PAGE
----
Centro at the Fair

1,279,010 people attended the 2018 New York State Fair. That’s a new record, and all those people trying to get to the same place made for some pretty bad traffic. 690 backed up for miles, and more than once the Fair ran completely out of parking spaces. Onondaga County Executive Joanie Mahoney told people to use Centro’s park-and-ride service to avoid that headache.

A lot of people took the County Executive’s advice, drove to one of those park-n-ride spots, bought a two-way ticket, and rode the bus to the Fair. For many of those people, that was the one time of the year that they’ll see the inside of a Centro bus, and it’s a good opportunity to reflect on the state of public transportation in Syracuse.

First, it’s worth thinking on why so many people will ride the bus to get somewhere like the Fair (or the Amphitheater or an SU game), but so few people use Centro on a daily basis. Centro’s Fair service is more convenient than driving in all of that traffic on 690, and it’s easier than trying to park at the Fairgrounds themselves. The buses run frequently, it’s easy to get to the bus stop, and they let you off right where you need to be.

Try to take the bus to run any other errand, a lot of those benefits disappear. Most of Centro’s buses don’t come all that often, it can be difficult to get to the nearest bus stop, and the bus that stops there might not take you very near to where you’re going. That’s why so many people don’t even consider taking the bus most of the time.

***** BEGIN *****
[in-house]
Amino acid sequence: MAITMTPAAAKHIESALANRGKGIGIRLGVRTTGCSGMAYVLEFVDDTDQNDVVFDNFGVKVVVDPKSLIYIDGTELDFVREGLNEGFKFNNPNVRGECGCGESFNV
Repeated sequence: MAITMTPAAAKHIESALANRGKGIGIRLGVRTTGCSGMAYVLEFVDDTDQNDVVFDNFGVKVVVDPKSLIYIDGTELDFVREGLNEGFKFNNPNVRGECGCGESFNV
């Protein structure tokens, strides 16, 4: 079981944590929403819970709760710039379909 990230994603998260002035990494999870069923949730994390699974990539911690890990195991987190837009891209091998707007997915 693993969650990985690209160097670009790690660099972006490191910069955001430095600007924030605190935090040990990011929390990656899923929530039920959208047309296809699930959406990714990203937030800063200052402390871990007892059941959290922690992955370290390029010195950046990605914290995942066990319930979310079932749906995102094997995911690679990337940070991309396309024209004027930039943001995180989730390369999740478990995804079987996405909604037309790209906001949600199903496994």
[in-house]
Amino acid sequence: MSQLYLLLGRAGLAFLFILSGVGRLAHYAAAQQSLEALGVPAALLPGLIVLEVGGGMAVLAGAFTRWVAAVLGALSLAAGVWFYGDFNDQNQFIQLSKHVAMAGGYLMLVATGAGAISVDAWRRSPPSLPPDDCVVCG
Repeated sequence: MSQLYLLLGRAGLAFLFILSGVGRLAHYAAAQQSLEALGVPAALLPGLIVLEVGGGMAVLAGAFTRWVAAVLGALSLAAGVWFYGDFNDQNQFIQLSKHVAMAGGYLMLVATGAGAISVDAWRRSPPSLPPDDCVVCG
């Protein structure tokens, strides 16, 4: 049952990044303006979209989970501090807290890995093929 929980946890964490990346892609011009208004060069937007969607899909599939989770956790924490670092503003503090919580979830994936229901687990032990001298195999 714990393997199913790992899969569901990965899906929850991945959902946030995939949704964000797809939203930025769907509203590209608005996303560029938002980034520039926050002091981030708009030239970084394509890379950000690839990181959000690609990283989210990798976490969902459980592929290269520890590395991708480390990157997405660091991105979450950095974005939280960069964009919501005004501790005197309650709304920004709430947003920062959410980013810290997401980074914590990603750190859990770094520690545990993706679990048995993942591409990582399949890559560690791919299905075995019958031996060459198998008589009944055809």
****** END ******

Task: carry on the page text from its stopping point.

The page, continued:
But those people should remember that a lot of their neighbors have to put up with all that because the bus is their only legitimate option for getting around town. They have to deal with those same issues that scare so many people away from the bus, and they’d benefit from the same frequent reliable bus service that so many Fairgoers enjoy.

Second, it’s worth noting that Centro’s park-and-ride Fair service loses money. That might surprise some people who couldn’t find a seat on the bus at the end of the night, but it’s true. A bus going to the Fair at 11am on a Saturday might be full of people, but once it drops them off at the front gate, it’s going to turn around and run empty all the way back to its park-and-ride stop. That means that the service brings in money less than half the time that it’s running, and the Fair has to put up money to cover Centro’s costs.

That’s not a bad deal for the Fair, though, because those buses make it possible for so many more people to come through the front gates. Imagine if attendance was limited by the number of parking spaces right next to the fairgrounds. The Fair might lose money on the bus service itself, but it benefits from having so many extra people pay admission, buy food, and spend money at the midway.

It’s the same with public transportation every other day of the year. Centro can’t run its regular service with just the money it brings in from fares, so City Hall, Onondaga County, New York State, and the Federal Government all chip in to keep the buses running in Syracuse. That money ensures that all kinds of people can get to work, can get to school, can get to the grocery store. It gives businesses access to more potential employees, and it lets shops market to more potential customers. When government pays into Centro’s budget, it makes all of Syracuse richer.

It’s easy to forget all this. It’s easy not to think about the daily challenges that bus riders face in Syracuse, and it’s easy to ignore the fact that Centro is a necessary part of the City’s economy. So for everyone who rode a bus to the Fair, take this opportunity to remember all that. Think about the people who ride the buses the rest of the year, and keep them in mind the next time you vote.